The Pacers were looking for second-year man Orlando Johnson to show some promise in his namesake city, and he waited for the last day to finally do it, posting 18 points (7-13 FG, 3-6 3Pt). Johnson led the team with 14.6 points, but had shooting splits of 40.4/33.3/79.3. Those are fine, except his shot selection was less than stellar considering 24 of his 52 attempts were from beyond the arc. He should enter camp with a shot at some backup 2-guard minutes. First-round pick Solomon Hill will also be looking to crack the wing rotation, and despite just two points Friday, had a decent showing this week at 12.0 points (48.9|PERCENT| FG), 5.2 rebounds, and 10-18 from three. Indiana’s other summer league standout, Mason Plumlee, didn’t play on Friday, but made an impression at Amway, averaging 10.0 points, 9.5 rebounds, and 3.0 blocks.

As for Utah, Trey Burke finished off his less-than-stellar week with eight points (4-12 FG) and five assists in 23 minutes. Burke averaged just 8.8 points with a 4.0-2.3 assists/TO ratio, shot just 24.1|PERCENT| from the field, including an alarmingly abysmal 1-19 from downtown. Still, he’ll start the season with the keys to Utah’s car (it might just be a bumpy ride at first). Chris Roberts was again the best player for the Jazz, coming off the bench for 15 points (5-7 FG, 2-3 3Pt, 3-4 FT), concluding his week at 14.8 points on 55|PERCENT| shooting. In a rebuild year, he could be nice find for Utah.

Oklahoma City 85 Houston 77

Your first ever Southwest Orlando Pro Summer League Champs! The Thunder capped off an undefeated trip to Florida behind Jeremy Lamb, who was fairly impressive all week. Leading scorer Reggie Jackson (19.5 PPG, 53.8|PERCENT| FG) didn’t play, so Lamb took 18 shots in 31 minutes. He only hit six (0-4 from three), but still got to the line to squeeze out 18 points, which is just about what he averaged over the five contests (18.8 PPG, 39.1|PERCENT| FG). Lamb gave himself a great shot at replacing Kevin Martin’s role in 2013-14, which would at least give Sam Presti some return from the James Harden trade. Another part of that deal, rookie Steven Adams, played well again, going for 10 points and 9 boards. Daniel Orton also continued his solid play (12 points in 11 minutes), and has a chance to grab a reserve big spot.

Houston endured its first loss of the week, although it probably won’t put a frown on Daryl Morey’s face at the moment. A positive, though, was the continued strong play of Robert Covington, an undrafted 6’8 forward from Tennessee State, who notched 21 points (8-17 FG, 3-7 3Pt), five rebounds and four steals. Leading summer-league scorer Terrence Jones didn’t play Friday, so another undrafted rookie, former Arkansas guard B.J. Young, took over the scoring duties, tallying 20 points on 7-12 shooting. The Rockets still need to improve their perimeter shooting, so these guys should get a look.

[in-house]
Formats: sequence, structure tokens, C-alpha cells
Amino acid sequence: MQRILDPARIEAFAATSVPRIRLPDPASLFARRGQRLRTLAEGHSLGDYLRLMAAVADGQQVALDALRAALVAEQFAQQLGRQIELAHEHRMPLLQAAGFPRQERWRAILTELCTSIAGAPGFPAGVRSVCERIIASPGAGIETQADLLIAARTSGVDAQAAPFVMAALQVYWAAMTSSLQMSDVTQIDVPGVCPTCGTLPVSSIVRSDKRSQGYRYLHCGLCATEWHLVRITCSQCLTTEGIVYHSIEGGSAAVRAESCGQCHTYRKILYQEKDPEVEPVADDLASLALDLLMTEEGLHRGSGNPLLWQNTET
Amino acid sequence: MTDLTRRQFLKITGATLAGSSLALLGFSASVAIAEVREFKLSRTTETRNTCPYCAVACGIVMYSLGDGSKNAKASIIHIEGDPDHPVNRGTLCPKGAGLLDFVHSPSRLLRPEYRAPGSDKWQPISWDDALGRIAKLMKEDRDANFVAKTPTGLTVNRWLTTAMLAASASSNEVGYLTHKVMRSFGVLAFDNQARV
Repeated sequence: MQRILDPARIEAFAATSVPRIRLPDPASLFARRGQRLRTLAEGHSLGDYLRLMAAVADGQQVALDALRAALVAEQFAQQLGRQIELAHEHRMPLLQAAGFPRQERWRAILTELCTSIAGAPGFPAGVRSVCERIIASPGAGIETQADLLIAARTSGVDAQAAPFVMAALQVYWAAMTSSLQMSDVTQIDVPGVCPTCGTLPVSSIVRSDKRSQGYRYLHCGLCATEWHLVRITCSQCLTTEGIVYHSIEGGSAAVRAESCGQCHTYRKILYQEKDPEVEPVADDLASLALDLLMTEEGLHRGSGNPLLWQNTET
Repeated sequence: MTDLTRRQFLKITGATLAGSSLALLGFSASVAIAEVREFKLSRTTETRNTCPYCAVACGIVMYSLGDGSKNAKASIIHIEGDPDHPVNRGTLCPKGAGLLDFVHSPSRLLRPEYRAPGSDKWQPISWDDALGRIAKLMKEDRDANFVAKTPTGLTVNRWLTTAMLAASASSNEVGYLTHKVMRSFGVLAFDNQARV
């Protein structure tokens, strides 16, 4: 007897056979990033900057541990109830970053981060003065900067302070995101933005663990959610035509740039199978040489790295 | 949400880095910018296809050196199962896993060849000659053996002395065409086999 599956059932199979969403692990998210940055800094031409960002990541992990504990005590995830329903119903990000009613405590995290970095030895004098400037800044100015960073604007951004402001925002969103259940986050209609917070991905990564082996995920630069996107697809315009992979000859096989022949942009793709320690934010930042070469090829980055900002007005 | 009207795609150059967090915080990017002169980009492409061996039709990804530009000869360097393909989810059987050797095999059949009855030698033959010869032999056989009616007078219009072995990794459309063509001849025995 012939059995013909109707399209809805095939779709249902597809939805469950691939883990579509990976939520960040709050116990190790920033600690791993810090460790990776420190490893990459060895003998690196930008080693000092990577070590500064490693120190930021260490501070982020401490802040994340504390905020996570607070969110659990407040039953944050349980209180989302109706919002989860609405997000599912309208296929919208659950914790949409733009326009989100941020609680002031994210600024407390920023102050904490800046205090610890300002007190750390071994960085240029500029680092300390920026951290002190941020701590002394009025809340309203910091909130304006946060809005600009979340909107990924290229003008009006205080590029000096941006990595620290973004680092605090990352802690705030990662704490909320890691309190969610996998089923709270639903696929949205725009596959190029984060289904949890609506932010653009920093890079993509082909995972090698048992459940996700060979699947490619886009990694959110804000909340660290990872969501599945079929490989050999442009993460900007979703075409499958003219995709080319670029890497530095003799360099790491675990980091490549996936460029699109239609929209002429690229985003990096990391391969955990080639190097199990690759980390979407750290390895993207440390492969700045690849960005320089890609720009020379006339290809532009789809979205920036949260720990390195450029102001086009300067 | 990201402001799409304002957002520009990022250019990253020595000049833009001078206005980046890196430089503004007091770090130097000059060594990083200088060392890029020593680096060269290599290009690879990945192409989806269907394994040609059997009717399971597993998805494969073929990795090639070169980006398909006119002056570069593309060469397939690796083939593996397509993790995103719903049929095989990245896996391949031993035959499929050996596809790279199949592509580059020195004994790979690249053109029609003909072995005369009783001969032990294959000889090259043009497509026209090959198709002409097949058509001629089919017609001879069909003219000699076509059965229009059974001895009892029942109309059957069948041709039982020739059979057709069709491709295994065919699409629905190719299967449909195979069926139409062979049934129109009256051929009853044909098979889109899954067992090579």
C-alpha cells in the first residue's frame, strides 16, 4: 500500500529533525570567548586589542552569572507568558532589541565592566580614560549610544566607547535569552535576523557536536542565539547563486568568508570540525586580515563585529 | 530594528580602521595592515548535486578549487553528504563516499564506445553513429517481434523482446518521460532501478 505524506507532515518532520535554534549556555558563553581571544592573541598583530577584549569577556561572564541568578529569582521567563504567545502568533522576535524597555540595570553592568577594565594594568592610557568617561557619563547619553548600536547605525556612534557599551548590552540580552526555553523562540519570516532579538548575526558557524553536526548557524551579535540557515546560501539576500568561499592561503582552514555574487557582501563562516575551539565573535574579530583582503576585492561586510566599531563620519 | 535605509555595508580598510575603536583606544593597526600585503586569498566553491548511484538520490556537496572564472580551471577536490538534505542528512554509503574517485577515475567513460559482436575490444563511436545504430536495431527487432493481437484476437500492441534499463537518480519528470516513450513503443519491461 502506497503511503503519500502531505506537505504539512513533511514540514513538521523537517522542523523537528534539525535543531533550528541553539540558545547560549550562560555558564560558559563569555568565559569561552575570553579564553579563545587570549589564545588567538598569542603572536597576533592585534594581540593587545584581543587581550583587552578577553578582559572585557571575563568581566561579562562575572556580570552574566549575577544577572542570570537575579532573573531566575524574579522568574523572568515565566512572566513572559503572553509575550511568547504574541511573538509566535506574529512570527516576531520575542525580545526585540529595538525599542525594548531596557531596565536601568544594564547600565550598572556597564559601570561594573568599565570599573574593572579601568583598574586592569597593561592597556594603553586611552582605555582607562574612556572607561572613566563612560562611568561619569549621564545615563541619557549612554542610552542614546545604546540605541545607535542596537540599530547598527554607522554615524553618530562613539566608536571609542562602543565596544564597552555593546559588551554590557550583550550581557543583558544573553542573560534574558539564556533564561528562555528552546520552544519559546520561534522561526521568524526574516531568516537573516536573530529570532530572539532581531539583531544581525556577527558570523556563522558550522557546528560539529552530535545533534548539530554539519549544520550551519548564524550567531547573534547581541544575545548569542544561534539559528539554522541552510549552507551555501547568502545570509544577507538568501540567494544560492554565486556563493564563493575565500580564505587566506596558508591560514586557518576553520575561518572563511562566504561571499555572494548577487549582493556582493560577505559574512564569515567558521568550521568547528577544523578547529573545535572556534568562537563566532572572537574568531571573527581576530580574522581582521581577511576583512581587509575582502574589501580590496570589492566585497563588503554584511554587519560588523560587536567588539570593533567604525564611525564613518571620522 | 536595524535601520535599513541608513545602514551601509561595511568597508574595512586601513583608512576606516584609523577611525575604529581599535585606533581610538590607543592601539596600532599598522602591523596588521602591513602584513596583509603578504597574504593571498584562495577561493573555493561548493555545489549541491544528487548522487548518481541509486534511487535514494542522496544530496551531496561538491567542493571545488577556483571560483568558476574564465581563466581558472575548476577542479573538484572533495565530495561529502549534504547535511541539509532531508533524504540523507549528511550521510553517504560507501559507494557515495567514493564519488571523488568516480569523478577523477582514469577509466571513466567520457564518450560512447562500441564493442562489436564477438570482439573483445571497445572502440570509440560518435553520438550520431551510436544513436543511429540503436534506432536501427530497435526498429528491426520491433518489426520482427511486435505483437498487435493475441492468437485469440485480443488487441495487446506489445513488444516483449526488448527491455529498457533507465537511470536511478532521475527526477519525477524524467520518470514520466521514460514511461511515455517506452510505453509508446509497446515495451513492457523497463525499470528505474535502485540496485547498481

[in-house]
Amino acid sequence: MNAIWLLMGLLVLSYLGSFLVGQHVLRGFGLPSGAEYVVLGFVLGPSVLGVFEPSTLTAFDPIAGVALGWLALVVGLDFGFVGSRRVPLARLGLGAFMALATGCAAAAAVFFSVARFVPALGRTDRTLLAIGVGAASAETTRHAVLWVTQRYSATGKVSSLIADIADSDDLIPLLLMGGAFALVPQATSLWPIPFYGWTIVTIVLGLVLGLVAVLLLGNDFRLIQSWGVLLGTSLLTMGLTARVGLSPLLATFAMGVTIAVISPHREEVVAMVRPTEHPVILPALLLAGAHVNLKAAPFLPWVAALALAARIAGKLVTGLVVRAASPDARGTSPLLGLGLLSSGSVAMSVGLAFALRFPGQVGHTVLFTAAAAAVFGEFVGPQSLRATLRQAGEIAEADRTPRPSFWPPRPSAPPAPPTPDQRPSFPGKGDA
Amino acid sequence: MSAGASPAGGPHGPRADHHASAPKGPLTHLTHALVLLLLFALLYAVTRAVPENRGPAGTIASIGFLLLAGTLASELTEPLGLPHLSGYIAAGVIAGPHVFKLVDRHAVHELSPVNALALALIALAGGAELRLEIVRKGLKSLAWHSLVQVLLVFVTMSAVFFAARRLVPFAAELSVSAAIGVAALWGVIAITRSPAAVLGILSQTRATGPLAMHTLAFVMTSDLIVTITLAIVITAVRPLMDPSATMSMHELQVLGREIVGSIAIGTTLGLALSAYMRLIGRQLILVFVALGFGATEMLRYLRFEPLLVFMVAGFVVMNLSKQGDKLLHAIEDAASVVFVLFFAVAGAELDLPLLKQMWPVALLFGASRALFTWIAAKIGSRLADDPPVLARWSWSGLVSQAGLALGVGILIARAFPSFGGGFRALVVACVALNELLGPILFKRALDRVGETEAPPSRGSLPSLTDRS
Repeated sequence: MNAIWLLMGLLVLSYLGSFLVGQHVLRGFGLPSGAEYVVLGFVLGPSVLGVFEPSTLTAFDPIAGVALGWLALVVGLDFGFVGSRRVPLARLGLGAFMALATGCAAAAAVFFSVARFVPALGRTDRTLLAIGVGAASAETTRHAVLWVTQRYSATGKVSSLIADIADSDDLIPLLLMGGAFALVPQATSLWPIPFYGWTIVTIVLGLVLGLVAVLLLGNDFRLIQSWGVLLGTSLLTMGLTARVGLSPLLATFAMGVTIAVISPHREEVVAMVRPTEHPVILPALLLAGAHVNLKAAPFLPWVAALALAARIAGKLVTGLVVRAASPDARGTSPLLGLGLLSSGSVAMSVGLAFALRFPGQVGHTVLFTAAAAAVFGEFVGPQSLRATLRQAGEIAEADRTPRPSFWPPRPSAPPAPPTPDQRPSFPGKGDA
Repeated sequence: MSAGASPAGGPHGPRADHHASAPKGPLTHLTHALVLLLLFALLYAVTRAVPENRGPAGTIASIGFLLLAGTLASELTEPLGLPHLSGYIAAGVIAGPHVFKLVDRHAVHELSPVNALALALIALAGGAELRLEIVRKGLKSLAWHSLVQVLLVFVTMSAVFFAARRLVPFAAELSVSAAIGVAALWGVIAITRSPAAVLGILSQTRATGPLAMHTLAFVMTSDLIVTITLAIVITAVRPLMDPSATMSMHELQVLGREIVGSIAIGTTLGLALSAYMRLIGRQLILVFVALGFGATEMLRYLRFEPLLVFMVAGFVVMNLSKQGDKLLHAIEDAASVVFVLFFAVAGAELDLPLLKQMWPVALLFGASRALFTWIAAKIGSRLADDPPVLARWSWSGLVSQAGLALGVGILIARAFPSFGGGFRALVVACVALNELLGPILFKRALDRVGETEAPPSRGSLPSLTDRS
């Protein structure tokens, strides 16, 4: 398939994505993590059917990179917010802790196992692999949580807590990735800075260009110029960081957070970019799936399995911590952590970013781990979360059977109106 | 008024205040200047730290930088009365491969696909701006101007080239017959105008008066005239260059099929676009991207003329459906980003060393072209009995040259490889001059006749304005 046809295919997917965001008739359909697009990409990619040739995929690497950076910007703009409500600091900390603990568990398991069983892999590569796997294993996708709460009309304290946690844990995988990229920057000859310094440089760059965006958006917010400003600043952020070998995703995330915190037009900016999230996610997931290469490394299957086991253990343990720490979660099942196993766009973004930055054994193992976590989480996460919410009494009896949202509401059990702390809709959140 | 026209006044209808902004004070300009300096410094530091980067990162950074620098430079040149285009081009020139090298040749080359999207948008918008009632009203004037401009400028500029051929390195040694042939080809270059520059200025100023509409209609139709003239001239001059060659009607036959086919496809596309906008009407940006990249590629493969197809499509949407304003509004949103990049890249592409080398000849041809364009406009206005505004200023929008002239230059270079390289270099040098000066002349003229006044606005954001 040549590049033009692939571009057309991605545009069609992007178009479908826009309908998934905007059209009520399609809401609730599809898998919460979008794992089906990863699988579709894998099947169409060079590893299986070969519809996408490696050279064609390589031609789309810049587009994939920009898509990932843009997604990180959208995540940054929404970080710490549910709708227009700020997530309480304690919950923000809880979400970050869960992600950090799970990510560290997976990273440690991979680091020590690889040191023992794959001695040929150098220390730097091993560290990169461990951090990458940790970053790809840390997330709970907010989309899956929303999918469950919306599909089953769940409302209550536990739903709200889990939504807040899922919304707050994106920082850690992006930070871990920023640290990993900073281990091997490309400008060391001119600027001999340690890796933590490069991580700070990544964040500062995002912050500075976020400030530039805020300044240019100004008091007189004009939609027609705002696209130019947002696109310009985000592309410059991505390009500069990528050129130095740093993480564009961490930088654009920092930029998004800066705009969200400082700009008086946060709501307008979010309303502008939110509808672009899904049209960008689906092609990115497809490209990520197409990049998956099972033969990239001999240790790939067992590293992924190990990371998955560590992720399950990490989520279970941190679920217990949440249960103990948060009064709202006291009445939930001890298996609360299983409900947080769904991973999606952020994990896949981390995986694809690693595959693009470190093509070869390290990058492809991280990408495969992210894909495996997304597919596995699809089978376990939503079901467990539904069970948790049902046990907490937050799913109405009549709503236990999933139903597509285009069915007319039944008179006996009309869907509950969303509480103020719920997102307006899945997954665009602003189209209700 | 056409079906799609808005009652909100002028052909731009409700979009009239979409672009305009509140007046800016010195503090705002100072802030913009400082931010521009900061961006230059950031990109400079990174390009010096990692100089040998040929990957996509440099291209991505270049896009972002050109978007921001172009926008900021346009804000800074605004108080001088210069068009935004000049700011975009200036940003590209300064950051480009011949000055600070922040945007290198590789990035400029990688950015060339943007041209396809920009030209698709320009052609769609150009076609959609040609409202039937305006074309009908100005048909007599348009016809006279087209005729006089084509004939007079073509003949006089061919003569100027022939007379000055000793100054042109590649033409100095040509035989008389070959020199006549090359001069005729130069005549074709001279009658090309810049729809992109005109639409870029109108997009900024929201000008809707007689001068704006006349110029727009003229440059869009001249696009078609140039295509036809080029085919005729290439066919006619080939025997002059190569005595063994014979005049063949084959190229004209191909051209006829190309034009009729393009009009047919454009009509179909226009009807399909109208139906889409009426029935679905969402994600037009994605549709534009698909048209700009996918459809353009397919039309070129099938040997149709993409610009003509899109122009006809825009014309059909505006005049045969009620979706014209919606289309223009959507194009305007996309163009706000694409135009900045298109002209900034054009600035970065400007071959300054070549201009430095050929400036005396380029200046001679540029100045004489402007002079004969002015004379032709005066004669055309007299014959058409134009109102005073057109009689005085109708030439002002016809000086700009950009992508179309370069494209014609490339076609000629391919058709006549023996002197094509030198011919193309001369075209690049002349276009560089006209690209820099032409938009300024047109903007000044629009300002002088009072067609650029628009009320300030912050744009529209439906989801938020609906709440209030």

Orlando 83 Boston 102

Orlando rested Victor Oladipo, Doron Lamb, Moe Harkless, Tobias Harris, and Kyle O’Quinn (in other words, everyone of note), leaving some opportunities for others to step up. A.J. Slaughter left a good impression with 25 points, nine assists, and seven steals, as he hopes to get an invite to camp. Romero Osby ended his strong week with 14 points (6-12 FG) and four steals.

It was another efficient game for Boston’s Kelly Olynyk, who went for 12 points and seven boards in 15 minutes. The first-round pick led the C’s summer team with 18.0 points (57.8|PERCENT| FG) and 7.8 rebounds per game. Former Missouri point guard Phil Pressey continued his case for backup point guard Friday with 10 more dimes. He finished the week at 9.4 points and 6.6 assists per game.

Brooklyn 86 Philadelphia 89

Without leading scorer Tyshawn Taylor, Brooklyn got some other nice performances to wrap up Jason Kidd’s (sort of) first week as coach. Rookie Mason Plumlee dropped 23 points and displayed tremendous athleticism all week, especially around the rim. The Nets are pretty stacked in the frontcourt, especially with the addition of Andrei Kirilenko, so Plumlee will have an uphill climb to earn minutes. Brooklyn also got surprise outputs from center Keith Benson (18 points, 16 boards), and Chris Wright (23 points, 7 rebounds, 7 assists), who made final pleas for a roster spot somewhere.

Las Vegas

Out in Las Vegas, aspiring young players from the Knicks, Pelicans, Hawks, Clippers, Cavaliers, Lakers, Bobcats, and Spurs all began their summer school Friday night. Let’s see who passed their first tests.

New York 72 New Orleans 77

Tim Hardaway Jr. led the Knicks in scoring on Day One with 13 points (4-12 FG, 1-6 3Pt, 4-5 FT). He wasn’t stellar on the hardwood, but however he performs this week, he will no doubt get an opportunity to be in the rotation on opening night, most likely as a versatile backup wing. Iman Shumpert is playing summer ball, too, but certainly looked rusty, adding just two free throws and missing all his field goal attempts. He should work himself back into form soon, and better, as Woody will be relying on him to start at the two-guard.

The Pelicans got a surprisingly strong outing from Austin Rivers, who literally registered the least efficient season in league history in his rookie campaign. Young Doc led New Orleans with 24 points (8-15 FG, 7-11 FT), seven rebounds, and six assists. Monty Williams could have an interesting conundrum on his hands if Rivers continues to shine in Vegas, considering the Pelicans just acquired Jrue Holiday and Tyreke Evans to fill up backcourt minutes.